This is Part II of an informal series looking into Liberal arguments against the Iraq war, as precipitated by an interview of Robin Wright on the Hugh Hewitt show. See here for Part I.
… Wright says this:
“I think the military action itself, we did not commit enough troops to pull it off in a way that would have prevented the insurgency.”
This argument goes back to the debate in the Pentagon regarding the invasion & occupation strategies of the Iraq war, and we can start by assigning them to their respective advocates, Gen. Franks and Gen. Shinseki. Contrary to the popular narrative, it was not SecDef Rumsfeld who did operational planning for the invasion; that was done by military professionals in the Pentagon and the man in charge of it was Gen. Franks. As former Under Secretary of Defense for Policy Doug Feith writes in his book (and see here for a fascinating interview with Feith by Hewitt that touches on this), it was Gen. Franks who had difficulty accepting the input of both the civilians in government and other generals. To be sure, Rumsfeld was in favor of a much smaller force of about 100,000 troops, somewhat larger than a Division, carrying out a lightning strike aimed directly at Baghdad and overthrowing the Saddam regime, followed by a fairly rapid withdrawal. However, the role of the Executive Branch in working with the Pentagon on a military course of action is to set clear objectives and then choose from amongst the options that the military provides. Once a unanimous consensus is reached the Executive Branch then must see to it that the Pentagon receives all the support that is needed to accomplish the mission. During this process Gen. Shinseki expressed his belief that the invasion force would be insufficient for the subsequent occupation and he advocated having an overall footprint of several hundred thousand troops to keep civil order in the post-war.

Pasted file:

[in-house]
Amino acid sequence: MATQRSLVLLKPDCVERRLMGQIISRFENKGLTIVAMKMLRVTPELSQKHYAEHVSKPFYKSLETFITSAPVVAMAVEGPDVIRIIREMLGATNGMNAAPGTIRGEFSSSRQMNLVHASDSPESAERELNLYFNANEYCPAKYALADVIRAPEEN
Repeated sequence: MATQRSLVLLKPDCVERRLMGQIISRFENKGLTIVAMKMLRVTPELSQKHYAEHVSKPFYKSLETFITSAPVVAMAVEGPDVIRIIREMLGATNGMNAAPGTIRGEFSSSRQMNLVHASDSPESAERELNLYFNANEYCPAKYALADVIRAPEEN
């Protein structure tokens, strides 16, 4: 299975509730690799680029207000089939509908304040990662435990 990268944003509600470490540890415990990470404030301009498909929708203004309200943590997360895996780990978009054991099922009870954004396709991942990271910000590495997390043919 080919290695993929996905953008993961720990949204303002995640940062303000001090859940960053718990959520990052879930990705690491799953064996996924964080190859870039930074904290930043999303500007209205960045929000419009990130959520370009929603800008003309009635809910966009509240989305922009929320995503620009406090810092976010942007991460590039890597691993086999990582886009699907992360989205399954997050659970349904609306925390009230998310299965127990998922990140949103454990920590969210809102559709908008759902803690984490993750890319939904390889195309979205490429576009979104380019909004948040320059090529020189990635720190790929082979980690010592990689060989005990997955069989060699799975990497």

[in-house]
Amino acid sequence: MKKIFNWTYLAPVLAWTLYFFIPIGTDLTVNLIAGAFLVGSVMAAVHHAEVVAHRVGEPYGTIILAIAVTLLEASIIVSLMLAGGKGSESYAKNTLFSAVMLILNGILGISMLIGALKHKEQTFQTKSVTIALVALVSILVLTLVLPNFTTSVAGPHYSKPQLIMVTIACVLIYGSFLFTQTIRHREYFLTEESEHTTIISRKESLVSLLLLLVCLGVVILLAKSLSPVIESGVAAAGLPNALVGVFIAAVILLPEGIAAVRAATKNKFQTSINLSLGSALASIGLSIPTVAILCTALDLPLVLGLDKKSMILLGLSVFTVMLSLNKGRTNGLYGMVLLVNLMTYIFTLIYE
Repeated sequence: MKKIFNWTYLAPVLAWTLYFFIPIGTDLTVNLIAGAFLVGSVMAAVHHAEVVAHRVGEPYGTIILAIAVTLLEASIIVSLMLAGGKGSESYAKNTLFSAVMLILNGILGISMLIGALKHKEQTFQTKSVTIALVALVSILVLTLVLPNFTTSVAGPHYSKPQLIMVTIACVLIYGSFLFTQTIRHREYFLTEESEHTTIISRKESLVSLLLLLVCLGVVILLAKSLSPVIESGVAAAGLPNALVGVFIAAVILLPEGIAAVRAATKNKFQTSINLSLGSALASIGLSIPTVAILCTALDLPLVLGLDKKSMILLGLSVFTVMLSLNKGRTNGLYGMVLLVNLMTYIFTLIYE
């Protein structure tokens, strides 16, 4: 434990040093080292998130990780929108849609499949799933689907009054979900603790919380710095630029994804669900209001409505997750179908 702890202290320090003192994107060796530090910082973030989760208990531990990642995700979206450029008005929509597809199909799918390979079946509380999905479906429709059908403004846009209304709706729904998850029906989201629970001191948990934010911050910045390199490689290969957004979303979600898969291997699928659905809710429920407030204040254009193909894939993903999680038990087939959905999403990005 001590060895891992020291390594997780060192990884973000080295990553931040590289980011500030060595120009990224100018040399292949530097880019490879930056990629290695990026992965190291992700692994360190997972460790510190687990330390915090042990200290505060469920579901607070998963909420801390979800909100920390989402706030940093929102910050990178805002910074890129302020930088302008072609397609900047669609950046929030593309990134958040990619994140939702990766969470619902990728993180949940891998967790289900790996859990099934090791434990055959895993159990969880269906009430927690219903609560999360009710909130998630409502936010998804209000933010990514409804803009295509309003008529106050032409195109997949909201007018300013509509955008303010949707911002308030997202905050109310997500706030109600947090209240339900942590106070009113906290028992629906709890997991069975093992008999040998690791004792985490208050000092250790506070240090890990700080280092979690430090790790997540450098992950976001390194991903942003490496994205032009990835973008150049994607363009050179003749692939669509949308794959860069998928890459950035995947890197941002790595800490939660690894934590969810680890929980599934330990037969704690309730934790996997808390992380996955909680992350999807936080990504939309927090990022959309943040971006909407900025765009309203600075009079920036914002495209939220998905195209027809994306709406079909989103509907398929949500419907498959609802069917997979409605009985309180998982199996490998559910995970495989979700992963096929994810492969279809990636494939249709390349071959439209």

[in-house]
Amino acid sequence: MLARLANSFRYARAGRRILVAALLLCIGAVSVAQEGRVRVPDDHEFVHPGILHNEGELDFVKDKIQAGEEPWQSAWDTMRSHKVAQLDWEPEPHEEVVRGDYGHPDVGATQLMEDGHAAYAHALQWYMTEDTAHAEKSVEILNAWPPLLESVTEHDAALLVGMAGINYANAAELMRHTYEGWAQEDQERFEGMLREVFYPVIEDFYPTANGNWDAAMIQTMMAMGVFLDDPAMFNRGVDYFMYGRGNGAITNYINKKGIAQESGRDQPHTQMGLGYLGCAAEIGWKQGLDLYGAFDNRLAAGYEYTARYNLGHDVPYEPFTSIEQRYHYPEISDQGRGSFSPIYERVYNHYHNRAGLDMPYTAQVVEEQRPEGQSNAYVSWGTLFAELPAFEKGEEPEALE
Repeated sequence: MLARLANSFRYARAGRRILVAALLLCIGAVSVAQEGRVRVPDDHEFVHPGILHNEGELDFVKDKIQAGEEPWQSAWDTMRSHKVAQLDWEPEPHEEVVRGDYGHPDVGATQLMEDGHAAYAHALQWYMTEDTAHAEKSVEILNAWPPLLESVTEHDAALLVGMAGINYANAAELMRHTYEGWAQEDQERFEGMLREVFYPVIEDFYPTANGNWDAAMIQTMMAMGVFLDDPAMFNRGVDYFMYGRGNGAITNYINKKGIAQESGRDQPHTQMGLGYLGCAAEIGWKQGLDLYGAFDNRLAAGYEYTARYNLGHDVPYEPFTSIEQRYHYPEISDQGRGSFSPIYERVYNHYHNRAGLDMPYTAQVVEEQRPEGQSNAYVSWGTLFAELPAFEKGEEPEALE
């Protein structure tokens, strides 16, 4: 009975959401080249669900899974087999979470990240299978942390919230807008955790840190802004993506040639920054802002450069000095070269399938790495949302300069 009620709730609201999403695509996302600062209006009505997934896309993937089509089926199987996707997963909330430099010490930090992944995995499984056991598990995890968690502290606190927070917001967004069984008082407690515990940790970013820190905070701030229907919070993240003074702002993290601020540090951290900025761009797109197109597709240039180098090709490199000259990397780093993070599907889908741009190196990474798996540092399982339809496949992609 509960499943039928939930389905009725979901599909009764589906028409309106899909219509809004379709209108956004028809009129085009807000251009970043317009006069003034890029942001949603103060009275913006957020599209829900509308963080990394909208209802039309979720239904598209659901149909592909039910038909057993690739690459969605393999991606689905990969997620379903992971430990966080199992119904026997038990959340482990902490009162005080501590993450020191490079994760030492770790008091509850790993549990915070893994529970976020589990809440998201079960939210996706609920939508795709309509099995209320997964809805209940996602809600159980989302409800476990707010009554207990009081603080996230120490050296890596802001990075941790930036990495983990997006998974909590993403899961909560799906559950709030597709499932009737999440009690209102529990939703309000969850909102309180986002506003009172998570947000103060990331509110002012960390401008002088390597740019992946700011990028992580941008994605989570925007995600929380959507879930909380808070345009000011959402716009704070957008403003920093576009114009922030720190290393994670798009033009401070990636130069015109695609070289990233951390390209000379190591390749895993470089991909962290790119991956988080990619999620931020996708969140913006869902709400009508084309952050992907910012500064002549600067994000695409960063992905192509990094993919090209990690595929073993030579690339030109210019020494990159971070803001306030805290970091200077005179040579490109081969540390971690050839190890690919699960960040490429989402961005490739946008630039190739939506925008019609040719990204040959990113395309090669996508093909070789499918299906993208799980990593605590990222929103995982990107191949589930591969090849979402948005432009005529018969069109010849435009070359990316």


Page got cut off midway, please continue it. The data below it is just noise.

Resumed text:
SecDef Rumsfeld concurred with Gen. Franks in his disagreement with Gen. Shinseki, and they were almost certainly wrong. We can now look back on the post-invasion history and it’s pretty clear that the Jihadists and insurgents would have filled in the power-vacuum in much of the rest of Iraq after we had taken Baghdad. I think it would have looked somewhat similar to what we saw after we overthrew the Taliban in Afghanistan, where control was solid in the capital of Kabul but the rest of the country was largely controlled by warlords with some Taliban enclaves (and I’ll just note here that the situation there has been dynamic for the last several years as the Karzai government has extended control using NATO and the increasingly numerous and respectably effective Afghanistan National Army – read the excellent reporting at The Long War Journal to keep up with the latest news).
What Rumsfeld (and Wolfowitz, for that matter) envisioned was an Iraq free from a post-war insurgency, and that was overly-optimistic. They did not take into account that a substantial number of Sunni Baathists would rather take up arms than let a democratic process hand power to the majority Shiites and minority Kurds whom they had brutally subjugated and, at various times, slaughtered. They also did not anticipate that Osama bin Laden would, after Baghdad fell to the Coalition, declare Iraq to be the central battlefront in the Jihad, and call upon his followers to go there to kill the infidel invaders and establish the first province of a new Caliphate, although that can be more easily forgiven as being a part of the changing dynamics of war. War is about moves and countermoves by all sides, and we are facing a thinking enemy.